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Squeeze Play

Chubby Carrier
Airing It Out: Chubby Carrier squeezes blues and funk into zydeco.

Photo by Jim Purdum

Chubby Carrier brings zydeco into the mainstream

By Nicky Baxter

MENTION ZYDECO music anywhere outside the Southwest, and you're likely to get a quizzical look. Accordion music may be the "bomb" in Bohemia (e.g., polka), but historically, it's been a blow. But hold onto your "squeeze box": Chubby Carrier has discovered the antidote to anti-accordion/zydeco blahs. By approaching zydeco like a bayou chef would a gumbo meal, Carrier is helping popularize a version of the music that is less reliant on the traditional two-step style.

"I call what we do 'high-energy swamp funk music,' " Carrier reports from his home in Scott, La. A native of Layfayette, the 29-year-old performer's Creole accent is negligible, although it's still hard to follow his high-speed thoughts. "A lot of people wonder what the hell we're doing," he declares gleefully. "We got rock-guitar wailin,' accordion and funky bass lines all goin' at the same time. This is party music, you bet." Who Stole the Hot Sauce, Carrier and the Bayou Swamp Band's second outing for Blind Pig Records, is a red-pepper-hot illustration of this everything-but-the-kitchen-sink musical style.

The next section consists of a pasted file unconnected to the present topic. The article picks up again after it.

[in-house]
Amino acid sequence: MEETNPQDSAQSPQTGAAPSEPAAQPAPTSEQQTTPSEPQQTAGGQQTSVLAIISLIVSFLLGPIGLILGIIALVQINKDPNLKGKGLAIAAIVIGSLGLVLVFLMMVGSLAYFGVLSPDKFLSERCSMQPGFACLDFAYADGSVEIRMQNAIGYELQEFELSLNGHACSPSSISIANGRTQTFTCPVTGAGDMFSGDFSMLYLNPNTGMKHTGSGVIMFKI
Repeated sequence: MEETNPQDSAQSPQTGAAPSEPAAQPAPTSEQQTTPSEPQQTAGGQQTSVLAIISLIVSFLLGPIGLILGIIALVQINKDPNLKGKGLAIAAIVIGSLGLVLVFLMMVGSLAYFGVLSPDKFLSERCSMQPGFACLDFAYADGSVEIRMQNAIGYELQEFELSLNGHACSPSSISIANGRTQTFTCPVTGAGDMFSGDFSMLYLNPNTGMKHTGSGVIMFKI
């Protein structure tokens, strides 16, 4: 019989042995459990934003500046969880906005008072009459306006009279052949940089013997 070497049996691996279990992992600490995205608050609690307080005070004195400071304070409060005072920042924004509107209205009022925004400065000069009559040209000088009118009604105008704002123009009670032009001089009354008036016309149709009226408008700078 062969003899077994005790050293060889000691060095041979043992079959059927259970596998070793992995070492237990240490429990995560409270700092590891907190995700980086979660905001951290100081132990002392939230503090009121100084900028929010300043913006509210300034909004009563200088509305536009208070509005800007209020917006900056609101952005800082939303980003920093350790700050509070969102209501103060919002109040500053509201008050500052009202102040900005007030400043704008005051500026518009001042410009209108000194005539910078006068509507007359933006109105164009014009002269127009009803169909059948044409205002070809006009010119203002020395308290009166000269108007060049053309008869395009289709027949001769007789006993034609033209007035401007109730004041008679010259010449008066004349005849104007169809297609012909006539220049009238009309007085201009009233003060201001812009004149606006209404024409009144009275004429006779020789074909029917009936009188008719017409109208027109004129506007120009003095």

The inclusion of War's protofunk classic "Cisco Kid" delivers the first sure sign that Carrier's zydeco is specially outfitted for the dance floor. It would be stretching things to characterize "Cisco Kid" as "zydeco-ized"; rather, it is an intentionally close facsimile of the original. Carrier deploys his squeeze box as a rhythm instrument, doubling the harmonica line. At the very least, Carrier and his band capture the outlaw spirit of the tune. For skeptics still not convinced by Carrier's nervy revisionism, take a listen to his rendition of Pete Townshend's "Squeeze Box." It's a matter of conjecture as to whether Townshend's tune was a nod to zydeco or a dirty little Who ditty. In any case, it's probable that the song's sneaky double entendre is what caught Carrier's ear.

Carrier readily concedes that these cover tunes were recorded with rock radio in mind. Like some frustrated black performers whose music falls outside the purview of front-to-back cap rap, he blames the gangsta-ization of commercial radio for his neo-zydeco's lack of exposure. "Once they hear it, people just can't stop dancin' to our music." Carrier exclaims. "It just drives 'em crazy. Our music is for anyone from 5 to 75. Everyone likes it. You bet."

Chubby Carrier and the Bayou Swamp Band play Friday (Nov. 22) at 8pm at JJ's Blues Club, 3439 Stevens Creek Blvd., Santa Clara. Call for ticket information. (408/243-6441)

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From the November 21-27, 1996 issue of Metro

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